According to recent news commentary "[']Buy American' provisions in the economic stimulus legislation moving through Congress have foreign leaders threatening retaliation and academics warning that the globe could soon go through the kind of tit-for-tat protectionism that helped deepen the Great Depression." Indeed as Heritage Foundation analyst Daniella Markheim argues in "Buy American Hurts America" the provisions "protect the few at the expense of the many. Under these provisions, regardless of whether America protects only steel or a broad swathe of industry, American families already struggling to make ends meet will have to pay more for goods and services. U.S. businesses and their employees that depend on global markets will find it harder to stay afloat, and economic recovery will take much longer to come to fruition."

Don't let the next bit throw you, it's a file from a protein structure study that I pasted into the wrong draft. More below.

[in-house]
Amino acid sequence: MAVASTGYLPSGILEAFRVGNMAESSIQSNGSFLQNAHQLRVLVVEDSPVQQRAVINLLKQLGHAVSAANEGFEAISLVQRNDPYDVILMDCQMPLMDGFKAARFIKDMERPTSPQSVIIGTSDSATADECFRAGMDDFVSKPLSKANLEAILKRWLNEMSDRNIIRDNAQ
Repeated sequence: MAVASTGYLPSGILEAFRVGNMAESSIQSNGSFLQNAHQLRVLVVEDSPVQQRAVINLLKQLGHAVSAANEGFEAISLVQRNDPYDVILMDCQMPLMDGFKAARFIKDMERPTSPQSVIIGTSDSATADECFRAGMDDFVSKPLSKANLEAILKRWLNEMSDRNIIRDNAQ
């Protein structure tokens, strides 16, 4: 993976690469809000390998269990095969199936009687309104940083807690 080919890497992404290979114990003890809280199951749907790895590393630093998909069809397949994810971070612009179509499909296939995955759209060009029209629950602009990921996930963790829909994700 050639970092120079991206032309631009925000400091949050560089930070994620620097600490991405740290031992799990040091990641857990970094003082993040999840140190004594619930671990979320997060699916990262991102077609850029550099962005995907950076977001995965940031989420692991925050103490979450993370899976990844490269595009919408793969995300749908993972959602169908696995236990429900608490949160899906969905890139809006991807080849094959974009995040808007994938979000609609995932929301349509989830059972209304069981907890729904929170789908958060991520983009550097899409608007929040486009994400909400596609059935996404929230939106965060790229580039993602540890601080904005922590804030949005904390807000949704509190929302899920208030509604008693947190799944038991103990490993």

Nowhere has the effort to press "Buy America" laws been more aggressive than in defense procurement. The argument is often made that protectionism is vital to protect national security and preserve the US industrial base. A major research study that included industry, academia, and policy experts, however, concluded just the opposite. America's most important competitive advantage is maintaining access to a global industrial base. The report, The Military Industrial Base in an Age of Globalization identified principles for sound defense industrial policy. They include:
Excessive central control is inconsistent with national security and should be avoided.
Policies on the domestic military industrial base should focus on critical technologies, industries, and skills that are not readily available in the global market.
Incentives and open competition in critical technical areas can provide a disproportionate return on investment, encourage the development and furthering of hard science skills, and broaden defense-related industrial capabilities.
Assured access to the global industrial base is necessary for long-term national security.
Not all trading partners are equal. America's closest allies should be considered reliable trading partners/allies for nearly all defense materials.
Greater supply chain transparency is a prerequisite to understanding industrial base vulnerability.